The Jakarta Post
The Indonesia AIDS Coalition (IAC) has urged the government to establish a special working unit to increase public awareness about HIV/AIDS following recent cases in Surakarta, Central Java, and Samosir Regency, North Sumatra, of students living with HIV/AIDS being prevented from attending school following complaints from parents of other students.
Earlier this month in Surakarta, 14 students of Purwotomo 74 public elementary school, who were identified as HIV positive, were transferred to special schools after protests from parents of other students. Parents and guardians of other students allegedly told the school’s management they would transfer their children to another school if the school’s management allowed the students with HIV to continue attending. The school's principal said he was of the view that every child had the right to education. However, he said he did not have a choice and was forced to transfer the students, who were studying in the first through to fourth grades.
A similar case also occurred in Samosir regency in October last year, in which three HIV-positive orphans were not allowed to attend Welipa kindergarten and Nainggolan public elementary school by locals who feared they might get infected with the virus. They were also threatened with exile from the regency. However, after mediation involving school management, the local community and the regency administration, it was suggested that the children be homeschooled.
“This is very tragic and a systemic failure,” Aditya Wardhana, the executive director of the Indonesia AIDS Coalition (IAC), told The Jakarta Post on Monday.
He said the government had caused a “setback” by terminating the National AIDS Commission (KPAN), which had representative offices across the country and had operated for more than 10 years, in 2017 following 2016’s Presidential Regulation on the commission for AIDS prevention signed by President Joko “Jokowi” Widodo. AIDS control and prevention has been handled by regional health agencies ever since.
“The agencies only handle HIV/AIDS from a health perspective. However, it must involve other aspects, such as social, economic and even the psychological aspects of each person infected with the virus,” Aditya said.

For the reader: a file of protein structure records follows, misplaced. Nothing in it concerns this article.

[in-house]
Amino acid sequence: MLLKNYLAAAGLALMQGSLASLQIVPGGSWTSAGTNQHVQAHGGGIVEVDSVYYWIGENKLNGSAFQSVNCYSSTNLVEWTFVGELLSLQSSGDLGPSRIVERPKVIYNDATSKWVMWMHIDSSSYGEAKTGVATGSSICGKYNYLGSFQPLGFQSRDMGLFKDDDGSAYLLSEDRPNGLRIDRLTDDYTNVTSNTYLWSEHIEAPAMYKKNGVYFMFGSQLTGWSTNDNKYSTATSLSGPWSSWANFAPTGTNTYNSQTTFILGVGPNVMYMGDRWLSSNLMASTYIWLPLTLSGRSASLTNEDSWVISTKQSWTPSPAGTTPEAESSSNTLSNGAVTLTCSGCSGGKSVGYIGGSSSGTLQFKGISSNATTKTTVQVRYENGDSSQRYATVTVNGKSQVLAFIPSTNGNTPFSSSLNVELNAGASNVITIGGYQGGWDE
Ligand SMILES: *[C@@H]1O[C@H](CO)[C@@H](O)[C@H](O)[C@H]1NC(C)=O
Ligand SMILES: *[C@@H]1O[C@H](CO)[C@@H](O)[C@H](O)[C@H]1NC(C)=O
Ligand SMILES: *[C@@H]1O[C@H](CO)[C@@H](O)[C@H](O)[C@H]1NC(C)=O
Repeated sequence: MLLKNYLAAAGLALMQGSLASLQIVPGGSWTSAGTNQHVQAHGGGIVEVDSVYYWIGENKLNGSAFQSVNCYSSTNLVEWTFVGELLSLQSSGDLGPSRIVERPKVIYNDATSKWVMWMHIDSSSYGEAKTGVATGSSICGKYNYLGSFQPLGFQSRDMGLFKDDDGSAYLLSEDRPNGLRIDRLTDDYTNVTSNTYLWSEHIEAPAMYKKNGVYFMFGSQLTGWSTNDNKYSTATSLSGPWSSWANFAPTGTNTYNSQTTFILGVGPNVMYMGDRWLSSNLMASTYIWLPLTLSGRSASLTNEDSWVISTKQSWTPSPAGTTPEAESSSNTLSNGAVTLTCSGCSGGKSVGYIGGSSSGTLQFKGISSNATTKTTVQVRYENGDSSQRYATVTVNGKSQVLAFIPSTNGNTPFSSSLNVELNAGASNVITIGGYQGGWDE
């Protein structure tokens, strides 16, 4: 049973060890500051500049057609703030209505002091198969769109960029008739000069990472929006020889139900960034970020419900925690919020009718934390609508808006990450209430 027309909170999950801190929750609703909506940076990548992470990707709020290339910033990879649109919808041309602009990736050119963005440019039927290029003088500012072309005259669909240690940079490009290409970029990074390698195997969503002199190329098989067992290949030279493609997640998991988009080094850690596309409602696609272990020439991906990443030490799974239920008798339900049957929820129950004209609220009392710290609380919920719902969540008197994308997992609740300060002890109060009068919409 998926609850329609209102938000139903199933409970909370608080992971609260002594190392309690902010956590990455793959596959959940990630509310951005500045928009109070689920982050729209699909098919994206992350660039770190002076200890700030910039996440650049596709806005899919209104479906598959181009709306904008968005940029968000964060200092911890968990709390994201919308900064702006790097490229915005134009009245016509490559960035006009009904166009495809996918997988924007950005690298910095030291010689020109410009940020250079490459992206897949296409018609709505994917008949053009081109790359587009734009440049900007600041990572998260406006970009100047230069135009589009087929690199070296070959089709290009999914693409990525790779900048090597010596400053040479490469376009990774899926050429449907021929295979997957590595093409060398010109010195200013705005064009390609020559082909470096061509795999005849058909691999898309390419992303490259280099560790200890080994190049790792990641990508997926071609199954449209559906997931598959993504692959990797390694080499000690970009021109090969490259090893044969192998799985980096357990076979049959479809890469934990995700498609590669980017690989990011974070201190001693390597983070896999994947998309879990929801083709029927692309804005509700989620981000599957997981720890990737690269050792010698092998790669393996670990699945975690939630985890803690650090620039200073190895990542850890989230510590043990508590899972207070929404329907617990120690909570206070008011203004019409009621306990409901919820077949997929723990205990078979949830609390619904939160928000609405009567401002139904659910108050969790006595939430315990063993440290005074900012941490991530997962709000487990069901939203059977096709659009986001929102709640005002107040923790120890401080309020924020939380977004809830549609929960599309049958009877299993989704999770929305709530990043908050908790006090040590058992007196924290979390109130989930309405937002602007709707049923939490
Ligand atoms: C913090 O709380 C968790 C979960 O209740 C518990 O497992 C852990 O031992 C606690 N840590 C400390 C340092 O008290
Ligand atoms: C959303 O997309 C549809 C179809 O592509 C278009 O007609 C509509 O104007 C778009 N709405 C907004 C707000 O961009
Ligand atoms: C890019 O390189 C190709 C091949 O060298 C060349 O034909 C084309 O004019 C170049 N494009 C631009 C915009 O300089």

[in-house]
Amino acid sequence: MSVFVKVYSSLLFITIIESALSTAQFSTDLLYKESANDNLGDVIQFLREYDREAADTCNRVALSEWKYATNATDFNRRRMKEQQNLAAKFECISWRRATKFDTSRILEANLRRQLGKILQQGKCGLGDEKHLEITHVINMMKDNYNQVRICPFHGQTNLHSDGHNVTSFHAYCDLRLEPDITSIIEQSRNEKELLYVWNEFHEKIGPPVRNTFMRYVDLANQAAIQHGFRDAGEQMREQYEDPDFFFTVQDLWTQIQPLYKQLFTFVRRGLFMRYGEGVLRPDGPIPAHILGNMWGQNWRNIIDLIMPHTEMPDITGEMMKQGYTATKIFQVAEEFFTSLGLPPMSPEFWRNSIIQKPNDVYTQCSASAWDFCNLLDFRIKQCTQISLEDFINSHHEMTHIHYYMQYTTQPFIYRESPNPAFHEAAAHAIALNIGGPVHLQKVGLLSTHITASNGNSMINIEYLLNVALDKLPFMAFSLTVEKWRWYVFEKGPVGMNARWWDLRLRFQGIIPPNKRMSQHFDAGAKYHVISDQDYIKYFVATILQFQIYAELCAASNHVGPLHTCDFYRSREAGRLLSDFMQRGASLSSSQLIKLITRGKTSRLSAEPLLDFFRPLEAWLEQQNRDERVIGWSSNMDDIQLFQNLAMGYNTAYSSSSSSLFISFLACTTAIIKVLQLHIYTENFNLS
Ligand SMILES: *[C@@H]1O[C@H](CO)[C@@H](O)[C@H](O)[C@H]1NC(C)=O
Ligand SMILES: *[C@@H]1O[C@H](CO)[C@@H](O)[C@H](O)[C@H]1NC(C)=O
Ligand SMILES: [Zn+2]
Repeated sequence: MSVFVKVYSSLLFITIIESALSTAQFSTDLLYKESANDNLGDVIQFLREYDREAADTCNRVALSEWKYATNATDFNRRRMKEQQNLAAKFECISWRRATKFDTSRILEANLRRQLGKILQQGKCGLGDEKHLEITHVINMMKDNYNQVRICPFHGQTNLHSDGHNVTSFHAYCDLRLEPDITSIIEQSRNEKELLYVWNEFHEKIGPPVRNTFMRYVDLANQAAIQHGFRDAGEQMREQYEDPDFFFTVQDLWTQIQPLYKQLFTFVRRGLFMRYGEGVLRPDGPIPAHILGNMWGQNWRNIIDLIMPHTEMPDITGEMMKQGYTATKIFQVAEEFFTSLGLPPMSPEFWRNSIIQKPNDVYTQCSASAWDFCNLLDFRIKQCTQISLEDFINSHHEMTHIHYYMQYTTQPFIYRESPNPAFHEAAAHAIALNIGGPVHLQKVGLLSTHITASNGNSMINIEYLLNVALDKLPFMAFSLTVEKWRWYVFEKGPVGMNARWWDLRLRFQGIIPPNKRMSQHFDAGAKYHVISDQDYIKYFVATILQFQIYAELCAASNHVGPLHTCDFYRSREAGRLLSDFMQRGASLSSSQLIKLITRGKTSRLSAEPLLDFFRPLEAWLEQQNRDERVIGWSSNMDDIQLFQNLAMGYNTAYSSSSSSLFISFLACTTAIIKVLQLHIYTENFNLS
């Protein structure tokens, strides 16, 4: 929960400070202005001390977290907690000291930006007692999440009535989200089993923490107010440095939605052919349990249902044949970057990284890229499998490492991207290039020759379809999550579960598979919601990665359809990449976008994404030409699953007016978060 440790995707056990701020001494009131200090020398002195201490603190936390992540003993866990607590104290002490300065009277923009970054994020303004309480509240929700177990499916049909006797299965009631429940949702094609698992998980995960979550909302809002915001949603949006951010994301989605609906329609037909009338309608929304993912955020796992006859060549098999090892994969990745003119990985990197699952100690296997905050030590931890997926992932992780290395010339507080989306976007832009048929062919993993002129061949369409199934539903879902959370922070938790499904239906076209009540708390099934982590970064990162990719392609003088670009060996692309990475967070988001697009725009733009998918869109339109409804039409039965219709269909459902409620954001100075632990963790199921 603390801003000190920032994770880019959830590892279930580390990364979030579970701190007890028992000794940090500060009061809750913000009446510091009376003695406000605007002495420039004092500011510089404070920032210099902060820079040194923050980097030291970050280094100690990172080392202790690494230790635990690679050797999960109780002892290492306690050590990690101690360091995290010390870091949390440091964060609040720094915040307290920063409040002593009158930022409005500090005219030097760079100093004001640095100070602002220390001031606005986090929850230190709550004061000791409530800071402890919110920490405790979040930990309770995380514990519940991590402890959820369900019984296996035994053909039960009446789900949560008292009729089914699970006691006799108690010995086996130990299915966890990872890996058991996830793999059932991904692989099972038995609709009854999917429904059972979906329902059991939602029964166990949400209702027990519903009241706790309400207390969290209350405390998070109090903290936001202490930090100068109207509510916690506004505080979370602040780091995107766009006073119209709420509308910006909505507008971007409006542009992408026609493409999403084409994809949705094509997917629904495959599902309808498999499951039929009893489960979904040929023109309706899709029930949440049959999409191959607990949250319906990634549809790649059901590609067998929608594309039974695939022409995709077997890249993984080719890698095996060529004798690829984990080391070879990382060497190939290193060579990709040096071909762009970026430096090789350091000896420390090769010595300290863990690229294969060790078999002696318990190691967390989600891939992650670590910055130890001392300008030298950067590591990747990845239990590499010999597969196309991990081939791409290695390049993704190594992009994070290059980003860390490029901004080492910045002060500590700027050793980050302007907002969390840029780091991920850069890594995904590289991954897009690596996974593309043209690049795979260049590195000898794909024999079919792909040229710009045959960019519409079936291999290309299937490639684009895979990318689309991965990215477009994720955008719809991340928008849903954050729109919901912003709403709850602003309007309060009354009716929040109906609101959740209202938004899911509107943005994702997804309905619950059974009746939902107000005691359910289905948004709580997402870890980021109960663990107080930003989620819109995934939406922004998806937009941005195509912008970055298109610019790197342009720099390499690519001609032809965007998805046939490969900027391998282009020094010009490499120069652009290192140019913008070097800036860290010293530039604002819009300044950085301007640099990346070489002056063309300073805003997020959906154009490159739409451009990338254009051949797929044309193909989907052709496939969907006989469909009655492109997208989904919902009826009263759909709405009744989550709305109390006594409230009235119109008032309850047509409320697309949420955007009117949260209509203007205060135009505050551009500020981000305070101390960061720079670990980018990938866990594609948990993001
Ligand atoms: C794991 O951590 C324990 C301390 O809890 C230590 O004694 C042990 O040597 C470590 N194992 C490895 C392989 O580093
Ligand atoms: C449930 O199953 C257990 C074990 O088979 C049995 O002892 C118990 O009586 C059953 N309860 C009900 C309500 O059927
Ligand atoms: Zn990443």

He also said it was difficult for health agencies to intervene in school decisions because that required coordination with local education agencies.
“The President should establish a special cross-ministerial working unit only for this issue in a bid to prevent this form of discrimination against children with HIV/AIDS in schools,” he said.
Meanwhile, Indonesian Child Protection Commission (KPAI) commissioner Jasra Putra urged the mayors or regents involved to find a solution to discrimination against children with HIV/AIDS because the primary and elementary school were under their supervision.
“They need to instill the school stakeholders, including teachers and heads of the schools, with the same perception regarding this issue,” he told the Post.
Jasra said further that parents must also be made aware of the issue so they would not interfere or provoke school managements to expel students infected with the virus.
“This concern will keep coming up if local governments do not help them to understand," he said.
According to Jasra, each of the student’s health should be confirmed.
“By doing this, they can prevent the HIV positive children from being isolated from their friends,” he added.
Director of elementary school development at the Education and Culture Ministry, Khamim, stressed that each child must get an education. Both the health and education agencies in municipalities across the country have conducted campaigns about HIV/AIDS prevention, however, parents remain worried about their children being infected by their friends with HIV/AIDS.
“Health agencies informed the parents that the children would not transmit their viruses to their children, but the parents wanted the infected children out of the school,” he told the Post. (das)